No. 3.-report of Brig. Gen. Alexander McD. McCook, U. S. Army, commanding Second Division, of operations from April 8 to May 30.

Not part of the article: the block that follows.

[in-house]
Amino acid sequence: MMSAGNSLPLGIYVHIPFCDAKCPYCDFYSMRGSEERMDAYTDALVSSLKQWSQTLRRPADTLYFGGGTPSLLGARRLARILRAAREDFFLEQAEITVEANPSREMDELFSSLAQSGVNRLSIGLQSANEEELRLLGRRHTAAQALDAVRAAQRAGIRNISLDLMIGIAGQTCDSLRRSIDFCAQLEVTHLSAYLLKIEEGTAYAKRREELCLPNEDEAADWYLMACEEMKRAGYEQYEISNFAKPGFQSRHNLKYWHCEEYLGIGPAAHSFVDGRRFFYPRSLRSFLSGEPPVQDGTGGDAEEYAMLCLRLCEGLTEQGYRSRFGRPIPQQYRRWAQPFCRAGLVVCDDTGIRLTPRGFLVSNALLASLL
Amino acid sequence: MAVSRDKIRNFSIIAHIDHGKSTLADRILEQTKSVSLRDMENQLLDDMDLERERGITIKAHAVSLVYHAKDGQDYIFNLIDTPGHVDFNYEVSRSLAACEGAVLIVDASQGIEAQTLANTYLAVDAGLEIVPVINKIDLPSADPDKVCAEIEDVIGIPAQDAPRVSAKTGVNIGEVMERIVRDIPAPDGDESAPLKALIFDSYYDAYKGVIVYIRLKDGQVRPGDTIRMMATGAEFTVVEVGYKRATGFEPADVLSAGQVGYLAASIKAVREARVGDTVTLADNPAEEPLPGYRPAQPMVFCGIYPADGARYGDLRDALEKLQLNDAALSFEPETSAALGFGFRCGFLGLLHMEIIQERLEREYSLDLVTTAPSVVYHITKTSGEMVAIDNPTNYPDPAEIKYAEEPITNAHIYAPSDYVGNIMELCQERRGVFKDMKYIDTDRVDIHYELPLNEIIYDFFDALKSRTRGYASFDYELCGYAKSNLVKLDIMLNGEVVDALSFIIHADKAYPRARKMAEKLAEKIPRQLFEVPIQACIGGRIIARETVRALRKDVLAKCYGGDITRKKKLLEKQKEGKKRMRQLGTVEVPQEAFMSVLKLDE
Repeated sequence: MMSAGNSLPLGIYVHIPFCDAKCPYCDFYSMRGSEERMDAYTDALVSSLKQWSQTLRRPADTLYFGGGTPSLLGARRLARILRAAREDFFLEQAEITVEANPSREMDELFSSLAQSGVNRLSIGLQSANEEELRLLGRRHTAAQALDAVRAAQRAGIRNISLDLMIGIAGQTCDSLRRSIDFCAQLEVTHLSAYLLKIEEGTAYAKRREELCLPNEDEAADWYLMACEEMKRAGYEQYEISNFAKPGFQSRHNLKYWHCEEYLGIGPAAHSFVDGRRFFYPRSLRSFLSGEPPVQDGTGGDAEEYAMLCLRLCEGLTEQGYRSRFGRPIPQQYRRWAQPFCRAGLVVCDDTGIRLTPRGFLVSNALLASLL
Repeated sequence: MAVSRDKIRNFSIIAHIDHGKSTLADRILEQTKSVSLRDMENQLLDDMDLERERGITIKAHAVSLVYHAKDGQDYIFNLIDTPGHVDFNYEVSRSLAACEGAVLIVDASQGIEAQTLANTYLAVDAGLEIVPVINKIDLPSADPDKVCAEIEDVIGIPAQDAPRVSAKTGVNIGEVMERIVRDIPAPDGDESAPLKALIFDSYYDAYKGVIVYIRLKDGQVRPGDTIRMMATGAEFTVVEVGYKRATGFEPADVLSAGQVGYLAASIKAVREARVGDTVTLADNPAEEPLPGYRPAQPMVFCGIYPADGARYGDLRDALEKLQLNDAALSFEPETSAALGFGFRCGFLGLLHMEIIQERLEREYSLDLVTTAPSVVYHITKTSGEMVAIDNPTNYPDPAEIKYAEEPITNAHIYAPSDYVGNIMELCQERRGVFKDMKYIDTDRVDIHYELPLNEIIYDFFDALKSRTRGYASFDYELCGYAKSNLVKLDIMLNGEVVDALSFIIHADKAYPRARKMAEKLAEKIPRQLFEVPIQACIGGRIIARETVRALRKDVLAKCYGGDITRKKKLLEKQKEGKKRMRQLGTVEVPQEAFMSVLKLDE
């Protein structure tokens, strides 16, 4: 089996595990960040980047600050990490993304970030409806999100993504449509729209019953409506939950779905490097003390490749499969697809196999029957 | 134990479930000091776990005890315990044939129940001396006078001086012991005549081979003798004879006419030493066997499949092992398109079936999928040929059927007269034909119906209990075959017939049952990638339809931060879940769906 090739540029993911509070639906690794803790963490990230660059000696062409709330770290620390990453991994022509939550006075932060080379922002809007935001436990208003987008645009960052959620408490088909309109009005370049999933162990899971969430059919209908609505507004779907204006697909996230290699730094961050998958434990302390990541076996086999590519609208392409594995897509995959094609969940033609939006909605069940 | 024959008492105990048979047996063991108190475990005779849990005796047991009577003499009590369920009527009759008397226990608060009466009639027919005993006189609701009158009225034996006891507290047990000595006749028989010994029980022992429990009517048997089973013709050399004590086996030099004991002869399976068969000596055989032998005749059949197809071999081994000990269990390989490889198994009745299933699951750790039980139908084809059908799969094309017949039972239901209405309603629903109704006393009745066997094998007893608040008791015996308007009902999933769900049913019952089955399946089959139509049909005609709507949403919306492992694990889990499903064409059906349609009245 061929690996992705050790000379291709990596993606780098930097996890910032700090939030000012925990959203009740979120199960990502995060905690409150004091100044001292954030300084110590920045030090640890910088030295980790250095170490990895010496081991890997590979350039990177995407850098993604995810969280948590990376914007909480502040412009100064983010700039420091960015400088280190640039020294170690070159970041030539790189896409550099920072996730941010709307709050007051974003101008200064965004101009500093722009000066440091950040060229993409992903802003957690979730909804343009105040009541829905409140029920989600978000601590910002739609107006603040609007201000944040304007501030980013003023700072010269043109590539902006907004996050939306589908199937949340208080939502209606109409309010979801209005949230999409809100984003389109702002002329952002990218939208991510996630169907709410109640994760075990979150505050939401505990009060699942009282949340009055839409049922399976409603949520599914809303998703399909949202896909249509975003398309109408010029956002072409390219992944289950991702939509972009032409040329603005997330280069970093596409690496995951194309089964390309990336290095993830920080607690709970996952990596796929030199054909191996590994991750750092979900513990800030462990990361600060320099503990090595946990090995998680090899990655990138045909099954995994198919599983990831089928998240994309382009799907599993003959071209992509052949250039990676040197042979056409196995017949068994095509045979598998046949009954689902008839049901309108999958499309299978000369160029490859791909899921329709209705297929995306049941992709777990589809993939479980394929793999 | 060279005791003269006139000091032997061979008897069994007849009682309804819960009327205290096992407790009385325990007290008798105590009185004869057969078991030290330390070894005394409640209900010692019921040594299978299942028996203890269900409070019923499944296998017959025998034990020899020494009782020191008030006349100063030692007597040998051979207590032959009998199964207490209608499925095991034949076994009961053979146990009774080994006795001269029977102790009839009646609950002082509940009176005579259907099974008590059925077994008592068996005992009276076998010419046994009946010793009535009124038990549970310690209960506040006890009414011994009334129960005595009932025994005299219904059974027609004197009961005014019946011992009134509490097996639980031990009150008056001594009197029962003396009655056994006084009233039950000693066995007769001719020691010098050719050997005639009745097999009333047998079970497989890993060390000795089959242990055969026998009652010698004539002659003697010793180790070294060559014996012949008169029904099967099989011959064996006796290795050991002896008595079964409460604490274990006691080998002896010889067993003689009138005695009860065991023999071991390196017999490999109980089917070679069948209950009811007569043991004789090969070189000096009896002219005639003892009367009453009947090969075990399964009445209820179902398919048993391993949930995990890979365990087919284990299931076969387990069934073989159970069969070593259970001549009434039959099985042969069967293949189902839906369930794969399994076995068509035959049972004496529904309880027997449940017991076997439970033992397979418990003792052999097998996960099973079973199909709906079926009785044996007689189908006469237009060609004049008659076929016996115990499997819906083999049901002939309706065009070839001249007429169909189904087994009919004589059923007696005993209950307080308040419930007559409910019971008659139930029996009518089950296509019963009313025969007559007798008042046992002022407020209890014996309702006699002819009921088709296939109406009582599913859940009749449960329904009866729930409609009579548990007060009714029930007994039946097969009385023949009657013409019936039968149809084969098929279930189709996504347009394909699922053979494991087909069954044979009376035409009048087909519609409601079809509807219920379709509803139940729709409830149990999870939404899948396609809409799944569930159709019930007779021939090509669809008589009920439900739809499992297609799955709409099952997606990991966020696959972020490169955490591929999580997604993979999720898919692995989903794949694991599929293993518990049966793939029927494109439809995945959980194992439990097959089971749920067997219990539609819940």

headquarters Second Division, In Camp, July 2, 1862.Colonel: In compliance with section II of Special Field Orders, No. 99, June 9 1862, from Department of the Mississippi, I have the honor to submit the following report of the operations of my division from the time of leaving Pittsburg Landing to the evacuation of Corinth: My division consists of the Fourth Brigade, Brig. Gen. L. H. Rousseau; Sixth Brigade, Brigadier-General Johnson, and the Fifth Brigade, Col. F. S. Stumbaugh. On the morning of April 8, the day succeeding the battle of Shiloh, I marched my division from Pittsburg Landing, where it had bivouacked the night of the battle, some 2 miles to the front, where I bivouacked until April 15, awaiting the arrival of my transportation. As my division suffered severely in this camp from sickness, occasioned by bad water and the stench arising from the unburied carcasses of horses, on the 15th I moved about 1 mile to the front, where, my transportation having arrived, I established camp between the divisions of General W. T. Sherman on my right and General Crittenden, on my left. On the 24th, in obedience to orders from Major-General Halleck, I went forward with my division some 4 miles to support Brigadier-General Smith, of General Halleck's staff, who was making a reconnaissance in force. My division was not called into action, and I returned to camp in the afternoon of the same day. On the 29th I moved my division forward some 3 miles to within half 677 ~siege of Corinth) Miss..  a mile of Lick Creek, where I encamped between the divisions of General Davis on my right and General Wood on my left. Here my division built a causeway across Lick Creek and the adjacent bottom-land some half a mile in length and about one mile to the left of the main Corinth road. On May 3 I changed my camp by moving my division forward and to the left some 3 miles to the main Hamburg and Corinth road. On the 4th I made a reconnaissance with General Johnson's brigade to ascertain the position of the enemy. The brigade advanced along the main Hamburg and Corinth road, exchanged a few shots with the enemy's pickets, and after forcing them to fall back returned to camp, having accomplished the object of the reconnaissance. On the 7th I moved forward some 3 miles and encamped about half a mile to the left of the main Hamburg and Corinth road south of Seven Mile Creek, and between the divisions of General Wood on my right and General Nelson on my left. While here my division built a double causeway across Seven Mile Creek and the adjacent bottomlands some three-quarters of.a mile in length. On the 8th 100 men of the Twenty-ninth Indiana, under Captain Davis, and 100 of the Seventy-seventh Pennsylvania, under Captain Rose, were on fatigue duty, building the road across Seven Mile Creek, when they were attacked about 9 a. m. by a superior force of the enemy, and after a spirited resistance compelled him to retire, and continued the work till 4 p. m. The casualties on our side in this encounter were 1 killed, 3 wounded, and 1 taken prisoner, all of the Twenty-ninth Indiana. The enemy lost at least 4 killed and 1 taken prisoner. Concerning the number of his wounded I could gain no information. On the 9th I moved my division some 4 miles toward Farmington, where I bivouacked for the night. On the 10th, in compliance with Special Field Orders, No. 35, April 30, 1862, from Headquarters Department of the Mississippi, my division was designated by Major-General Buell as the reserve of the center of the army before Corinth, and I encamped my command in line of battle about 11 miles in the rear of the center of General Buell's army. On the 14th I was ordered with my division to make a reconnaissance and ascertain the position of the enemy. I advanced with General Johnson's brigade, holding in reserve the brigade of General Rousseau. My reserve rested on Chambers Creek, while I advanced with Genera] Johnson's command on the main Hamburg and Corinth road, when my skirmishers engaged the enemy's pickets and exchanged a few shots, forcing them to fall back. Having thus accomplished my object and ascertained the position of the enemy, I returned to camp. On the 26th, in obedience to orders, I moved my division in front of our whole line, General Johnson's brigade being in front of the intrenchments thrown up by Brigadier-General Wood on the right of General BuelPs army and General Rousseau's brigade in front of the line of intrenchments made by General T. W. Sherman on the left of General Thomas' army; Colonel Stumbaugh's brigade was held in reserve in the strip of woods in front of and to the right of Driver's house. In this position my command bivouacked during the night of the 26th. Early on the morning of the 27th I ordered an advance of my whole line, when General Johnson, who was in command on my left, moved forward and soon engaged the enemy's pickets stationed on the hill south of Bridge Creek. After a brisk skirmish, lasting some thirty minutes, the enemy was forced to retreat. In this affair 2 men of the Thirty-second Indiana Volunteers were wounded.  While General Johnson was thus engaged on the left General Rousseau had thrown forward skirmishers in the woods on the right Mf my line, and here, although meeting a determined resistance, my skirmishers pressed the enemy so vigorously, that he was forced to fall back. The firing at this point was so continuous and severe that I ordered Colonel Stumbaugh's reserve brigade to the support of my right. While the Thirty-fourth Regiment Illinois Volunteers, of Colonel Stumbaugh's brigade, was relieving the First Ohio Regiment, which had up to this time held my center, my skirmishers, continuing to push forward on the right, drove the enemy across Bridge Creek over Serratt's Hill and kept up the pursuit until 4 p. m., when the officer in charge of the skirmishers came to me and reported that the advance was in sight of the enemy's intrenchments and not more than 200 yards from them. I now ordered the skirmishers to halt, but to hold the position they then occupied. The loss of the Fourth Brigade in this skirmish was 13 wounded. Believing that Serratt's Hill commanded the enemy's works at Corinth, during the night of the 28th I brought forward the Seventy-seventh Regiment Pennsylvania Volunteers, of Colonel Stumbaugh's brigade, which regiment, between 11 p. m. on the 27th and 5 a. m. on the 28th, threw up a continuous line of intrenchments on the top of Serratt's Hill over 400 yards in length. Behind these intrenchments I ordered Captain Terrill to put his battery in position, and every preparation was made to give the enemy a warm reception should he show a disposition to attack us in the morning. My division bivouacked during the night on the ground from which they had driven the enemy on the previous day. Early on the morning of the 28th. while holding the position taken from the enemy, my left, under General Johnson, was attacked by a brigade of rebels. I at once ordered Captain Cotter to put a section of his artillery in position on the hill near by, from which position, his gunners being protected by skirmishers, he opened a heavy fire of grape and canister upon the enemy. This firing continued with terrible effect for more than an hour, when the enemy was forced to fall back and the firing ceased. In this engagement the Thirty-second Indiana had 5 and the Thirtyninth Indiana 2 men wounded, all slightly. The rebel loss, as ascertained from various prisoners, was 41 killed and 73 wounded. The rebels retreated in great confusion, leaving many of their dead and wounded upon the ground. While my left was thus engaged the enemy made a spirited attack upon my center, under Colonel Stumbaugh, with the evident intention of retaking the position from which our forces had dislodged them the previous day. Colonel Stumbaugh promptly re-enforced his line, and despite the persistence and repeated attempts of the enemy to drive him away he held his ground and eventually forced the rebels to retreat. During this day my right was not disturbed by the enemy, although my skirmishers still held the position taken from him on the 26th. I continued to hold this position until 5 o'clock on the morning of the 30th, when I ordered a simultaneous advance of my whole line. Soon after the advance commenced I proceeded to the front, and in a short time had the pleasure of entering with my division the deserted earthworks and encampments of the rebels. Being put into command of Corinth by order of Major-General Buell, I garrisoned the town with my division during the remainder of  the day and the following night, and on the 31st returned to my camp in the reserve, my men having been absent from their tents for five days and nights. I have the satisfaction of reporting that Captain Terrill's light battery (H, Fifth U. S. Artillery) was the nearest battery to the enemy's intrenchments placed in position before Corinth, and that my skirmishers were nearer to the enemy's works than any Union troops up to the date of the occupation of the town. I desire to return my thanks to Brigadier-General Rousseau, commanding Fourth Brigade; Brig. Gen. R. W. Johnson, commanding Sixth Brigade, and to Col. F. S. Stumbaugh, commanding Fifth Brigade, for the prompt and intelligent manner in which they obeyed my orders and seconded all my efforts to insure success. All officers and men throughout the almost continuous skirmish of two days which preceded the evacuation of Corinth remained constantly at their posts, promptly and cheerfully performing all duties assigned them, and proving themselves worthy the laurels they won at Shiloh. I am, colonel, respectfully, your obedient servant,